Why has a rare duck created a flutter in Assam?

Considered the most beautiful duck in the world, the Mandarin duck made an appearance in Assam’s Tinsukia last week after more than a century.

Floating in the Maguri-Motapung beel (or wetland) in Assam’s Tinsukia district for over a week is the spectacular and rare Mandarin duck. First spotted on February 8 by Madhab Gogoi, a Tinsukia-based birder and tour guide, the duck has since become the star of the wetland — an area affected by a blowout and fire at a natural gas well located close by in May 2020.

“When I heard that Madhab had spotted the duck, I did not believe him,” said Binanda Hatiboruah, a bird guide, also based in Tinsukia, “But when I saw it myself, I hugged him [Madhab] and almost lifted him up. I was that excited.” The bird was last sighted in this part of Assam more than a century ago, in 1902. 

What is the Mandarin duck and why is it exciting?

Considered the most beautiful duck in the world, the Mandarin duck, or the (Aix galericulata) was first identified by Swedish botanist, physician and zoologist Carl Linnaeus in 1758. The eBird website, a platform that documents birds world over, describes it as a “small-exotic looking bird” native to East Asia. “It’s very beautiful, with majestic colours and can be spotted from a distance,” said Deborshee Gogoi, a Digboi-based professor of marketing, and a birder, who also spotted the duck last week, “It was a male — we could tell because in this species, the males are more colourful than the females.”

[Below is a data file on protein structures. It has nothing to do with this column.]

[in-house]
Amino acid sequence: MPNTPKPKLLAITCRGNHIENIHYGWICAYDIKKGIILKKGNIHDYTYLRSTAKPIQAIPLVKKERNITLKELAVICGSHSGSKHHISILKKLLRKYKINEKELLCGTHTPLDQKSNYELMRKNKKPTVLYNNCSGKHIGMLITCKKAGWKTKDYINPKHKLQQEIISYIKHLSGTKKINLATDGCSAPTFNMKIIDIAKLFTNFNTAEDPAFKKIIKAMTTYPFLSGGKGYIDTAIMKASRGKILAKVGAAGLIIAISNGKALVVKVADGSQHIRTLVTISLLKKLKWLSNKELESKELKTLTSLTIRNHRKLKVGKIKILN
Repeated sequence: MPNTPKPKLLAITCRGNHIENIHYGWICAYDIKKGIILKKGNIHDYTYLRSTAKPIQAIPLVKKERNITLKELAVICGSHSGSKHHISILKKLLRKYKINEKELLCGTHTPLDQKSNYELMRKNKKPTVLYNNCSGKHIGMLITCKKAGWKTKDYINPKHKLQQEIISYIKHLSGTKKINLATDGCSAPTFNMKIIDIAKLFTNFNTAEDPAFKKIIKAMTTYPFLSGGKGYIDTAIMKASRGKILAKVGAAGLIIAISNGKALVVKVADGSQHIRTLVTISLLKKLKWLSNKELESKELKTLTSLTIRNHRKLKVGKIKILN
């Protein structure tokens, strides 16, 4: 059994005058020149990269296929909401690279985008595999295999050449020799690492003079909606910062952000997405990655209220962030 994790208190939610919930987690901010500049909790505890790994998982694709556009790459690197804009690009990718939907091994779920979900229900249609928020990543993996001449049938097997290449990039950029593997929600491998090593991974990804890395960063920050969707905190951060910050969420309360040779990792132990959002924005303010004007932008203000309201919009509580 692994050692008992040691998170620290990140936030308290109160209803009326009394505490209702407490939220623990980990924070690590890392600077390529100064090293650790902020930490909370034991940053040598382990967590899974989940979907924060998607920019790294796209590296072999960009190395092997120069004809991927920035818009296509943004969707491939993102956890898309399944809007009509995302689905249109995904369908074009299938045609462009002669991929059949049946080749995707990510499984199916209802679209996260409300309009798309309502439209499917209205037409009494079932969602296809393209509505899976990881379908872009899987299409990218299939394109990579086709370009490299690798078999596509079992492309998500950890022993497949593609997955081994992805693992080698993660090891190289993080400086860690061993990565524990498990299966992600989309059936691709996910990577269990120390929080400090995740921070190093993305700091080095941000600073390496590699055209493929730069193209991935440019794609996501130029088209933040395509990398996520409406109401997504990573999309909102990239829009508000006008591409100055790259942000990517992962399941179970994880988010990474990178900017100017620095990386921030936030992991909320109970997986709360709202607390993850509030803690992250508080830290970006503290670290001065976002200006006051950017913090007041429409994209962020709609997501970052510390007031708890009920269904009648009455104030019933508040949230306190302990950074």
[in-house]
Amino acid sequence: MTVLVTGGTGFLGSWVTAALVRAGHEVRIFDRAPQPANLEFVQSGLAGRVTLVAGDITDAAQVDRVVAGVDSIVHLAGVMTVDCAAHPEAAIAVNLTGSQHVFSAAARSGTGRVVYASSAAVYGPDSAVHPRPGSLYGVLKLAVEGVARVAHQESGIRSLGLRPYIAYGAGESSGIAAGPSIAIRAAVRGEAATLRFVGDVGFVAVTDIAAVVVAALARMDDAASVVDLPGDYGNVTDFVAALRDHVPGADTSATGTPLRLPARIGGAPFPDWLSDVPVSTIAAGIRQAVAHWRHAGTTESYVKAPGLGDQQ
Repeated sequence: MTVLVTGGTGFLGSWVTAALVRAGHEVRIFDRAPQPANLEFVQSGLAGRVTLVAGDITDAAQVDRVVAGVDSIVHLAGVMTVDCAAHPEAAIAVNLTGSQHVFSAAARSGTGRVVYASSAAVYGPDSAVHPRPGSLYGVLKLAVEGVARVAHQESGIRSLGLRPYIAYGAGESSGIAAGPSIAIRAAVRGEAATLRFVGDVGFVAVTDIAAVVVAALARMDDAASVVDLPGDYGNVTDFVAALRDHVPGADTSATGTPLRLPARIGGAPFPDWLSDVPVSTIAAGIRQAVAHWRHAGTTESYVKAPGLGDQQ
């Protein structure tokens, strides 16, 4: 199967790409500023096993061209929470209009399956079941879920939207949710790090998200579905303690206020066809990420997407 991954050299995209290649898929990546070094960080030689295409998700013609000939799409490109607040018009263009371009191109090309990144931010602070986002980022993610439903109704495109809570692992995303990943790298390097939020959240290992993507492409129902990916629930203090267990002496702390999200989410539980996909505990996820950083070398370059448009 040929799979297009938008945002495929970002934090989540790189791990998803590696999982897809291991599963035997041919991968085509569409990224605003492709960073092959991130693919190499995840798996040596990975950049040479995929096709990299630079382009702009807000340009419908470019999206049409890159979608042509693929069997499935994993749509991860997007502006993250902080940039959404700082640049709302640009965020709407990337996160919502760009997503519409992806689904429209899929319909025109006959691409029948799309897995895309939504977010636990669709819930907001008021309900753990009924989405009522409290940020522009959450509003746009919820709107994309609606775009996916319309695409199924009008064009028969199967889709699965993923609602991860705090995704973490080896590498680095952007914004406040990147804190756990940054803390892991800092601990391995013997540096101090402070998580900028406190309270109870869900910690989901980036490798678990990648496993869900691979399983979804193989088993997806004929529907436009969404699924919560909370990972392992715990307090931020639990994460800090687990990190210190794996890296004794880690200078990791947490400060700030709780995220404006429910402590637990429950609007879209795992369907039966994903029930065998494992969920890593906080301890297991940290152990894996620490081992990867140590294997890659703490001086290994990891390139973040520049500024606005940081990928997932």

The eBird website describes the male as “very ornate with big orangey ‘sail fins’ on the back, streaked orangey cheeks, and a small red bill with a whitish tip” and the female with “narrow white spectacles on a shaggy grey head, bold pale dappled spots along flanks, and pale bill tip.”

The migratory duck breeds in Russia, Korea, Japan and northeastern parts of China, explained Gogoi. It now has established populations in Western Europe and America too. In 2018, when a Mandarin duck was spotted in a pond in New York City’s Central Park, it created a flutter among local residents.

The duck, however, rarely visits India as it does not fall in its usual migratory route. There are only a handful of recorded sightings here. “It was recorded in 1902 in Dibru river in the Rongagora area in Tinsukia,” said Hatiboruah, “More recently, it was sighted in Manipur’s Loktak Lake in 2013, and in Saatvoini Beel in Manas National Park and Tiger Reserve in Assam’s Baksa district 2014.”

According to ornithologist Dr Anwaruddin Choudhury, a former joint secretary of the forest department, while the duck is not a globally threatened species, spotting one is always considered significant because they only make “rare appearances.” Hatiboruah said it was a “historical sighting, especially because no one can say when we will see it again.”


This article was originally published in The Indian Express in August 2018. Full article here.